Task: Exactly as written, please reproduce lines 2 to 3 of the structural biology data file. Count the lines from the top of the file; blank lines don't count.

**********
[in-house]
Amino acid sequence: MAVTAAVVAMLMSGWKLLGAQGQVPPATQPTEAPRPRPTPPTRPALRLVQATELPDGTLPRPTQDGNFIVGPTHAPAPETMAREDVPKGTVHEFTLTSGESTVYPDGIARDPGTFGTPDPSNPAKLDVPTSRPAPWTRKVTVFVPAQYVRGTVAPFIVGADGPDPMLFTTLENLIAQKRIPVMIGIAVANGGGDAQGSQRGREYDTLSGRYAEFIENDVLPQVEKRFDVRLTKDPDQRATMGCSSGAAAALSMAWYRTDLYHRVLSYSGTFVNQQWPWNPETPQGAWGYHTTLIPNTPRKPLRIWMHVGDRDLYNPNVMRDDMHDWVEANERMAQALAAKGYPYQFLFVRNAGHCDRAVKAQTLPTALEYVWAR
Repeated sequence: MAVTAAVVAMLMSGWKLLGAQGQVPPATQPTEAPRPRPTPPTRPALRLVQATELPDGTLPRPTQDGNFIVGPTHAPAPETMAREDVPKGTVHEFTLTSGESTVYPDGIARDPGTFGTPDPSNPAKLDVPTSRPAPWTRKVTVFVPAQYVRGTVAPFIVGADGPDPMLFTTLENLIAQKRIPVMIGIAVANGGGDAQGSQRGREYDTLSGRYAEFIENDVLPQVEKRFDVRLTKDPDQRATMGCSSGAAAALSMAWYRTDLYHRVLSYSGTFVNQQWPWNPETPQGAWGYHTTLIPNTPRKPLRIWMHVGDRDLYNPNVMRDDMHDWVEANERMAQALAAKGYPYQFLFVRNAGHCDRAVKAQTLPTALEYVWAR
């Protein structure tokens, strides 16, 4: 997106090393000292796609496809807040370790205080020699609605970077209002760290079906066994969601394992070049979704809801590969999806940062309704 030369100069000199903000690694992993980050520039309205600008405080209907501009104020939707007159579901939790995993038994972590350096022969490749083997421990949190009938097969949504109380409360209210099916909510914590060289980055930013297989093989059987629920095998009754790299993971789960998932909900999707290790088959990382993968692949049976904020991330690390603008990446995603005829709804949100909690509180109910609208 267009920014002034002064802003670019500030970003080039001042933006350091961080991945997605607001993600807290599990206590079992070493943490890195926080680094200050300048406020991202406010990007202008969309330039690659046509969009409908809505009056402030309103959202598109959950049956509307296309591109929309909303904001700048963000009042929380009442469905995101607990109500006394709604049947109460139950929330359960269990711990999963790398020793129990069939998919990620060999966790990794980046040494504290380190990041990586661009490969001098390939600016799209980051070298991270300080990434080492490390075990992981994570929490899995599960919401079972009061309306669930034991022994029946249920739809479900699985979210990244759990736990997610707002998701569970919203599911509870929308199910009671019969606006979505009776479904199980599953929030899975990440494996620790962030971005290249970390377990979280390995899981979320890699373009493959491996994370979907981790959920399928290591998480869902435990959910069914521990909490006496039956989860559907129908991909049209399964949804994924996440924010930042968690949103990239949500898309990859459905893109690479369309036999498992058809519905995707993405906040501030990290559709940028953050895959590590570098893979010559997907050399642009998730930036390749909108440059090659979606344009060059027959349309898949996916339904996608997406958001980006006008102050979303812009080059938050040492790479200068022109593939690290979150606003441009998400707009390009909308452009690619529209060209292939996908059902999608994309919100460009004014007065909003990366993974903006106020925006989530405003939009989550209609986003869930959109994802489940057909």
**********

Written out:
Amino acid sequence: MAVTAAVVAMLMSGWKLLGAQGQVPPATQPTEAPRPRPTPPTRPALRLVQATELPDGTLPRPTQDGNFIVGPTHAPAPETMAREDVPKGTVHEFTLTSGESTVYPDGIARDPGTFGTPDPSNPAKLDVPTSRPAPWTRKVTVFVPAQYVRGTVAPFIVGADGPDPMLFTTLENLIAQKRIPVMIGIAVANGGGDAQGSQRGREYDTLSGRYAEFIENDVLPQVEKRFDVRLTKDPDQRATMGCSSGAAAALSMAWYRTDLYHRVLSYSGTFVNQQWPWNPETPQGAWGYHTTLIPNTPRKPLRIWMHVGDRDLYNPNVMRDDMHDWVEANERMAQALAAKGYPYQFLFVRNAGHCDRAVKAQTLPTALEYVWAR
Repeated sequence: MAVTAAVVAMLMSGWKLLGAQGQVPPATQPTEAPRPRPTPPTRPALRLVQATELPDGTLPRPTQDGNFIVGPTHAPAPETMAREDVPKGTVHEFTLTSGESTVYPDGIARDPGTFGTPDPSNPAKLDVPTSRPAPWTRKVTVFVPAQYVRGTVAPFIVGADGPDPMLFTTLENLIAQKRIPVMIGIAVANGGGDAQGSQRGREYDTLSGRYAEFIENDVLPQVEKRFDVRLTKDPDQRATMGCSSGAAAALSMAWYRTDLYHRVLSYSGTFVNQQWPWNPETPQGAWGYHTTLIPNTPRKPLRIWMHVGDRDLYNPNVMRDDMHDWVEANERMAQALAAKGYPYQFLFVRNAGHCDRAVKAQTLPTALEYVWAR